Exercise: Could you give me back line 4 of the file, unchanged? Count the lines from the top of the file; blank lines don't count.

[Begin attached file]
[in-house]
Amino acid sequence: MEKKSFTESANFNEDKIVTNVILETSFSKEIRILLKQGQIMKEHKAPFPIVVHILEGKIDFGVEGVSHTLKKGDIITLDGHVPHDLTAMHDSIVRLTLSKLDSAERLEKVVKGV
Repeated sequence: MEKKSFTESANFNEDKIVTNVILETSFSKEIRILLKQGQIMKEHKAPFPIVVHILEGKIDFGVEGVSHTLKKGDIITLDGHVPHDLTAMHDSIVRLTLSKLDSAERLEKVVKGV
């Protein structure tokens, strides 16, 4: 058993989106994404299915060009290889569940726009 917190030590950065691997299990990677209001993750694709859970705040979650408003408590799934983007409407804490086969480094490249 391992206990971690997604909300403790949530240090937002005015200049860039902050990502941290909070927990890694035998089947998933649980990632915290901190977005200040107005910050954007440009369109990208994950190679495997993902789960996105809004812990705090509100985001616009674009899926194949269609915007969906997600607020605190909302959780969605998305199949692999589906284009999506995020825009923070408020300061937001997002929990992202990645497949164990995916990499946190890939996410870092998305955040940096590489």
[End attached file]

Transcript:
């Protein structure tokens, strides 16, 4: 058993989106994404299915060009290889569940726009 917190030590950065691997299990990677209001993750694709859970705040979650408003408590799934983007409407804490086969480094490249 391992206990971690997604909300403790949530240090937002005015200049860039902050990502941290909070927990890694035998089947998933649980990632915290901190977005200040107005910050954007440009369109990208994950190679495997993902789960996105809004812990705090509100985001616009674009899926194949269609915007969906997600607020605190909302959780969605998305199949692999589906284009999506995020825009923070408020300061937001997002929990992202990645497949164990995916990499946190890939996410870092998305955040940096590489």